Zorba the Greek Themes
As he does in virtually all of his novels, Kazantzakis uses his story as a means of dramatizing philosophical issues. His characters openly explore the existentialist predicament: man, confronting a meaningless universe, must choose to create ends for himself or drift aimlessly toward a meaningless death.
In Zorba the Greek, Kazantzakis examines this situation through a series of contrasts, established primarily in the characters who populate the story. The narrator, known affectionately as "the Boss," is an ascetic who has sought to escape the harshness of the world by retreating to a study of Buddhism. He is linked through strange coincidence in a business partnership with the flamboyant, excessive, earthy, womanizing jack-of-all-trades Alexis Zorba. Their contrasting approaches to almost every crisis that confronts them, and their conversations about man's duty toward himself and others, provide Kazantzakis a forum for discussing conflicts of spirit vs. flesh, involvement vs. withdrawal, and similar themes.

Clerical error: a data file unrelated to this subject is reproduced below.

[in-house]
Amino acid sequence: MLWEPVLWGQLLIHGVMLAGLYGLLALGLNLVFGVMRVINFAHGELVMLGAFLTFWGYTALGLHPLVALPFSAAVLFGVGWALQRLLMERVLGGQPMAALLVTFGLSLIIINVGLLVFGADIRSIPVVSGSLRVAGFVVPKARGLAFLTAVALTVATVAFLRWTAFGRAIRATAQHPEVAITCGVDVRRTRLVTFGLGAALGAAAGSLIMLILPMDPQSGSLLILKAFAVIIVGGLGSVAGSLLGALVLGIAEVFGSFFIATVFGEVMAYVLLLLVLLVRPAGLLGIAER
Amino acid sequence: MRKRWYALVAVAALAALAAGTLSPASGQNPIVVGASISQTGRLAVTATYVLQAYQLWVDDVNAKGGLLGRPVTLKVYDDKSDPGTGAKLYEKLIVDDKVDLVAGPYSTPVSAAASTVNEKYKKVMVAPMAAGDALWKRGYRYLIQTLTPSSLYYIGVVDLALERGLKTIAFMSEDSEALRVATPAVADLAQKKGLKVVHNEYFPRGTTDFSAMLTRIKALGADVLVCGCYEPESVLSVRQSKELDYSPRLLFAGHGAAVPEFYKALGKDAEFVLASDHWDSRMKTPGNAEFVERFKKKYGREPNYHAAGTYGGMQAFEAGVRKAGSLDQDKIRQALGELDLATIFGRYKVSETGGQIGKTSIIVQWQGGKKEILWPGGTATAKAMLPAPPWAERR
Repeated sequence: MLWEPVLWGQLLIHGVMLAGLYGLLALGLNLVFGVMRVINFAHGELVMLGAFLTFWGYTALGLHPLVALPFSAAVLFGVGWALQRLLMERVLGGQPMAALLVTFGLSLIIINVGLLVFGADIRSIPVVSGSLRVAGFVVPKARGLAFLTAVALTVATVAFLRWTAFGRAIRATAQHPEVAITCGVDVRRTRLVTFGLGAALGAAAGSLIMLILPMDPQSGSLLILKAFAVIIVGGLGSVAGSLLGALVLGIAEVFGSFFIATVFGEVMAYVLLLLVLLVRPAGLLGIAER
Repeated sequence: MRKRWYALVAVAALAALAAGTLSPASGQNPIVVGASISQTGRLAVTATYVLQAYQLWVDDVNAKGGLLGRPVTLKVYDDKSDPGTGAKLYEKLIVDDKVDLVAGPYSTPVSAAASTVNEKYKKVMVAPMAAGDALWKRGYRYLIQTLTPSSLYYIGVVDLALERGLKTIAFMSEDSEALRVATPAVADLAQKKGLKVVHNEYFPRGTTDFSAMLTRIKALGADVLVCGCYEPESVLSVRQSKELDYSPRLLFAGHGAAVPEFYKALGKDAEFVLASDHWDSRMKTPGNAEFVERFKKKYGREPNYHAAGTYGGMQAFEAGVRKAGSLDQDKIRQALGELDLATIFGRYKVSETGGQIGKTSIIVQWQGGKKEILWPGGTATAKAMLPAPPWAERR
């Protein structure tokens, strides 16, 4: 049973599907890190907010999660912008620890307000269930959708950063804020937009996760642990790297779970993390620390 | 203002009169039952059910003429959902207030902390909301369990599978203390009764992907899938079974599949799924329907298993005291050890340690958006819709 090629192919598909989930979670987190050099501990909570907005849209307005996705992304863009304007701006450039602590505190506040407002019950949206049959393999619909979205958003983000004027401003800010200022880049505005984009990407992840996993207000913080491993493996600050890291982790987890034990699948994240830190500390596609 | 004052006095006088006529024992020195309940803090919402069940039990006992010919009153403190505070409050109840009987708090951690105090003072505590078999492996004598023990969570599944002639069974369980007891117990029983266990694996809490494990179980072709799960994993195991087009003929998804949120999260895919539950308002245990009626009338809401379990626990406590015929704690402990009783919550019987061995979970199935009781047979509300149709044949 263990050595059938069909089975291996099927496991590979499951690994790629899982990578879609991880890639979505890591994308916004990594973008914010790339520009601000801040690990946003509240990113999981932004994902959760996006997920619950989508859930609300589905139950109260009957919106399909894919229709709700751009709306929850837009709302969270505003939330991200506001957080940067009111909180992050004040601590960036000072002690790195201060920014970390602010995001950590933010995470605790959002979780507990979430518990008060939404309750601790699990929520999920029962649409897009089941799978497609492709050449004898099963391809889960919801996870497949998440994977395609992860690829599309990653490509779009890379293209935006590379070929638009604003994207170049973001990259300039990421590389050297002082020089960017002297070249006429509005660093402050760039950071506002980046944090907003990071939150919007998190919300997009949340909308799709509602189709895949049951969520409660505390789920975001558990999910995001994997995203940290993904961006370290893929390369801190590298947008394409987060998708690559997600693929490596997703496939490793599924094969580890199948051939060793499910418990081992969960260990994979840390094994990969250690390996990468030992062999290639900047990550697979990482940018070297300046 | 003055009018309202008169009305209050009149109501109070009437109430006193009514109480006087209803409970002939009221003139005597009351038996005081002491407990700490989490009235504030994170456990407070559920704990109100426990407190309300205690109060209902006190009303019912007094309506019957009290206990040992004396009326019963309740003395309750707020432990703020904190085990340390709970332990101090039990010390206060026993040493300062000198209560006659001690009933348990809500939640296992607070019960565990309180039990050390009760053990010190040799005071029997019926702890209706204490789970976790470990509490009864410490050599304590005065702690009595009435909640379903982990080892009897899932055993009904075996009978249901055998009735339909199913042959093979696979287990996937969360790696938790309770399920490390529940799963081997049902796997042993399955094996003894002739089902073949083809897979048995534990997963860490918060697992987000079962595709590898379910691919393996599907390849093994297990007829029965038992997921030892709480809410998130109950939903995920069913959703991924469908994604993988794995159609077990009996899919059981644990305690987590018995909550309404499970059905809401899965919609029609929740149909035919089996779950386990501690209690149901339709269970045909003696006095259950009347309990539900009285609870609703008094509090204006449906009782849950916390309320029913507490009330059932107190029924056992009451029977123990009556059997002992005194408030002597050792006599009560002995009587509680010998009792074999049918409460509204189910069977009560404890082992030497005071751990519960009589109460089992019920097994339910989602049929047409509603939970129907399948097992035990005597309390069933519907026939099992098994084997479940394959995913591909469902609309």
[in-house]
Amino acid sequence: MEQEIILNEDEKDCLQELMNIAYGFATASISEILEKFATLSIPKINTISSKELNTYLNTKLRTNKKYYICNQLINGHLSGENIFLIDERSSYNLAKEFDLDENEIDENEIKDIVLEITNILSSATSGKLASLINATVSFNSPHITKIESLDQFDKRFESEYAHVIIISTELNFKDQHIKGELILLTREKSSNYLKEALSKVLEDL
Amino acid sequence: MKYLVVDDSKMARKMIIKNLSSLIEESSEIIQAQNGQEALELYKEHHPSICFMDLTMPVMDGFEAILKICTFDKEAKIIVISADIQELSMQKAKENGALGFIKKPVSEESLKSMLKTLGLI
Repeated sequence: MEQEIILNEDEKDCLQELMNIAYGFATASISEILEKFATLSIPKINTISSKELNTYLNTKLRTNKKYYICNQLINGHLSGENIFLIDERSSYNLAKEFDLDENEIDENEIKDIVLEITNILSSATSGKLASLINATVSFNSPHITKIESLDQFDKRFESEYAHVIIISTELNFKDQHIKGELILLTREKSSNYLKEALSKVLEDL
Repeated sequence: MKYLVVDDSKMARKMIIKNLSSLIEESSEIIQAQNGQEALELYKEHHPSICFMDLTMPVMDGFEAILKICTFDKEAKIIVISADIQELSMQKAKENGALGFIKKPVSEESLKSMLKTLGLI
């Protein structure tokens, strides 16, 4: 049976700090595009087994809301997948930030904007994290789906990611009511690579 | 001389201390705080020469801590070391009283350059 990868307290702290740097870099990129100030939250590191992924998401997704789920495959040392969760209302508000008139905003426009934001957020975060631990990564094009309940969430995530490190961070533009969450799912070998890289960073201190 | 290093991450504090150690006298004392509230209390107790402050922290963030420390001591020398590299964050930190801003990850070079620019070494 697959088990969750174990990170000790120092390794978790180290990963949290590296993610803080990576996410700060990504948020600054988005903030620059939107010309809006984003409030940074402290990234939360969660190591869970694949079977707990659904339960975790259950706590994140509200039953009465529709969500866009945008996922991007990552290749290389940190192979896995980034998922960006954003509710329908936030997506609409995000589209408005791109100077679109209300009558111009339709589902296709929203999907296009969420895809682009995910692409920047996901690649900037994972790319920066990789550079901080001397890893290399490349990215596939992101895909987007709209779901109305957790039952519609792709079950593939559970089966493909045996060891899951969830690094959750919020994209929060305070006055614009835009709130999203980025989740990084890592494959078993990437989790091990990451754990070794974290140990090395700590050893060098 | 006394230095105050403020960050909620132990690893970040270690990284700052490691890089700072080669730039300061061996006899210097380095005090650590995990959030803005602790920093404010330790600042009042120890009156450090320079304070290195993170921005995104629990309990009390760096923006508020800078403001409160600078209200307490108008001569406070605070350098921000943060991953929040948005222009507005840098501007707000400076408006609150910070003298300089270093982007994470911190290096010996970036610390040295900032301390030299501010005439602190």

The novel can also be seen in more classical terms as a contrast of the Apollonian and Dionysian world views. The Boss is cerebral; Zorba acts from visceral impulses. While not openly advocating adoption of the Dionysian principle, Kazantzakis does suggest strongly in this novel that asceticism is insufficient as a way for man to achieve a full appreciation of his humanity. To be really human is to embrace one's body as well as one's mind; but one must be in control of both if one is to confront with dignity the terrible truth that life is only what one makes of it.